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This article was published in the January 2003 issue of The Journal.

Shutting Out or Welcoming In?

A homily on Peter, the rock, given by Fr Robert Murray SJ at the annual conference of the British Association of Interchurch Families, Swanwick, 25 August 2002. It leaves interchurch families with a question as they go to Rome: how can we best help the ‘holders of the keys’ to use them less for shutting people out and more for welcoming them in? 

I am very happy to stand here again to celebrate the Catholic Eucharist for you this Sunday morning. On previous occasions I have chosen passages for our readings which suggested to me thoughts relevant to your situations as members of interchurch families. As a rule, however, I think that on Sundays it is good for a preacher to keep to what has been laid down; this can save us from preachers who forever ride their hobby-horses, bypassing the tricky bits of God's word. But given this principle, I must confess to a little inward groan when I realised that the gospel for today is the passage in St Matthew which has long been interpreted in the Catholic Church to justify a theory of centralised authority that many Christians find unacceptable. However, I have decided that today it would be failing in my responsibility to you, members of interchurch families, to skirt this particular 'Rock' which looms up in front of us. 

But before I start the Mass, let me renew the statement that I have made each time, just as John Coventry used to do before me. I do hold to the Catholic principle that eucharistic communion and communion between churches belong together, express each other and build each other up. Consequently, in my place as a representative I may not, here and now, utter a general invitation to those not in communion with the Roman Catholic Church to receive Holy Communion. None the less, for my part, I believe that the degree of sacramental union which exists in every interchurch marriage makes it a deeper law for me not to turn away, but to welcome sincerely and warmly, all of you who believe that Jesus, who joined you in Christian marriage, is inviting you to approach this altar with faith and love. So I ask you to exercise your own spiritual discernment as mature Christians, remembering the two sacraments of Christian life which already unite you in Christ. Of course, any of you also remain free just to come for a blessing for yourselves and your children, if that is preferred, or even to remain in your places. But if you come, from my heart I would want such a blessing to express nothing less than a prayer that spiritually it may be for you a sharing in the fullness of communion.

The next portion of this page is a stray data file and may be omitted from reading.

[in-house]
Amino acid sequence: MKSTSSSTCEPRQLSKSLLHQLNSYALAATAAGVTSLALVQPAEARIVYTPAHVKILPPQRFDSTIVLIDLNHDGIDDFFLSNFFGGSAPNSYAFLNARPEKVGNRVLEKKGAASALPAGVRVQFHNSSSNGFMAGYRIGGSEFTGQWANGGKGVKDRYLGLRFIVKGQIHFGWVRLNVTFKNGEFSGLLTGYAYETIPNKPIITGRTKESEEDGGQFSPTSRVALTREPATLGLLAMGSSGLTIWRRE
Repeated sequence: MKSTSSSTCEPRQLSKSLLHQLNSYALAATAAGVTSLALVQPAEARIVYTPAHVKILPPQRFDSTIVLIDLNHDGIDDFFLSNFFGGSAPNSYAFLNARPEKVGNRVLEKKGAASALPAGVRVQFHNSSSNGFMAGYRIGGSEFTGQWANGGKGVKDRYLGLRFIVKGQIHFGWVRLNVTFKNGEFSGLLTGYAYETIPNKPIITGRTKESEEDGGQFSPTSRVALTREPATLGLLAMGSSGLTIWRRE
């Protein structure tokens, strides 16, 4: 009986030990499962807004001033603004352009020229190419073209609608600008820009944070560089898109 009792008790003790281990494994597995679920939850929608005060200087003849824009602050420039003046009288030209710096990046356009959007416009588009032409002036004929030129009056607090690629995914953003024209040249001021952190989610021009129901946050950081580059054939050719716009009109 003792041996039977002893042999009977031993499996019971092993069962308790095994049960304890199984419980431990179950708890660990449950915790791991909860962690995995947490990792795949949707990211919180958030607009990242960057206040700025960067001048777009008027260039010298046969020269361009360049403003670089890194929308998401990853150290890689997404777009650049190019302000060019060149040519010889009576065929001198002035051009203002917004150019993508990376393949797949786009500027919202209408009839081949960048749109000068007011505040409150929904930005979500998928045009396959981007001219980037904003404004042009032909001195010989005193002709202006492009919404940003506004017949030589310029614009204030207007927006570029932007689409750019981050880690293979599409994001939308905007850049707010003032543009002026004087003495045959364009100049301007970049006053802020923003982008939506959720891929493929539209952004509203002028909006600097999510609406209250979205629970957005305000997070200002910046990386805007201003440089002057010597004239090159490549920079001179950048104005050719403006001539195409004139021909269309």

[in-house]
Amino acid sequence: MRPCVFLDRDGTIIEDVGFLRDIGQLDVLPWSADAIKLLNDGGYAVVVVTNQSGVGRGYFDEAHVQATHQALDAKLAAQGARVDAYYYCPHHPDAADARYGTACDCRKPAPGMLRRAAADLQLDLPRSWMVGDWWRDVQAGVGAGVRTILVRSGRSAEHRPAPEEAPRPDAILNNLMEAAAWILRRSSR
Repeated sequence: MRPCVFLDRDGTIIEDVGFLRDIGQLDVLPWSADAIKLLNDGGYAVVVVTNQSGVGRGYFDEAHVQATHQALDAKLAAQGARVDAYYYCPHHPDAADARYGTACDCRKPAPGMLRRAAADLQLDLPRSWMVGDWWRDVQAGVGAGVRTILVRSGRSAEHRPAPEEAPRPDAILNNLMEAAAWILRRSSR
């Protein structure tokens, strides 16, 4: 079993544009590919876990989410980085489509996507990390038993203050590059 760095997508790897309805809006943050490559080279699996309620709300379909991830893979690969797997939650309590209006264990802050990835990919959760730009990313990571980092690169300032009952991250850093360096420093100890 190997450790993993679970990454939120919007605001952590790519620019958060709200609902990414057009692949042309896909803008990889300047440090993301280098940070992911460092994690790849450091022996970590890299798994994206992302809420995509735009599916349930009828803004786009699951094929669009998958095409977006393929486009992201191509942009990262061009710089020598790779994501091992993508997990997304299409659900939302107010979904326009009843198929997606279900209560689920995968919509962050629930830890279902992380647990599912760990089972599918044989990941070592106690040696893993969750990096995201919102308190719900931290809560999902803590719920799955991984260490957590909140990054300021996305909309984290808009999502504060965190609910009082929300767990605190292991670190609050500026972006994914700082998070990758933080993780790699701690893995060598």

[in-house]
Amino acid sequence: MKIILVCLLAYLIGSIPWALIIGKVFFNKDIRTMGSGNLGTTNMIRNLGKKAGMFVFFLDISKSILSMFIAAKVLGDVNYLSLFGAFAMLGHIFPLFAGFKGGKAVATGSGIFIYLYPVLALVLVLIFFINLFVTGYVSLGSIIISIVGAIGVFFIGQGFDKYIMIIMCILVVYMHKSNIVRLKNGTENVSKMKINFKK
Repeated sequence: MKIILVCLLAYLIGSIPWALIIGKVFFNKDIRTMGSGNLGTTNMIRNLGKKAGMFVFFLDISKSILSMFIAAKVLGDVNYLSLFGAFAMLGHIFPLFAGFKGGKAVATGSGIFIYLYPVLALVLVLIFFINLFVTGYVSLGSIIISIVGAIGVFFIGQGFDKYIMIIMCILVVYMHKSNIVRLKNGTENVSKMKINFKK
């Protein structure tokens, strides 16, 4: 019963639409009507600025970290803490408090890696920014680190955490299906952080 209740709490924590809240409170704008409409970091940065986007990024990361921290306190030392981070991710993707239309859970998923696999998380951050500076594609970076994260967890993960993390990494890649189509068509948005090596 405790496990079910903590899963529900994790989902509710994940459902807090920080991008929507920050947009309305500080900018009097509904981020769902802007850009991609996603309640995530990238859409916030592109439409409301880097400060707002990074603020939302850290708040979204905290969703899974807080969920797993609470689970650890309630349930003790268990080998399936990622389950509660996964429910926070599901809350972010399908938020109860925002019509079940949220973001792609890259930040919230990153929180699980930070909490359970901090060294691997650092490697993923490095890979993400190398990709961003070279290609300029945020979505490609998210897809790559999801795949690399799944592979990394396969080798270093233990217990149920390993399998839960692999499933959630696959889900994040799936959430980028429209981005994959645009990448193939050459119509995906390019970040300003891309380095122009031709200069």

Matthew 16:13-20
Peter the rock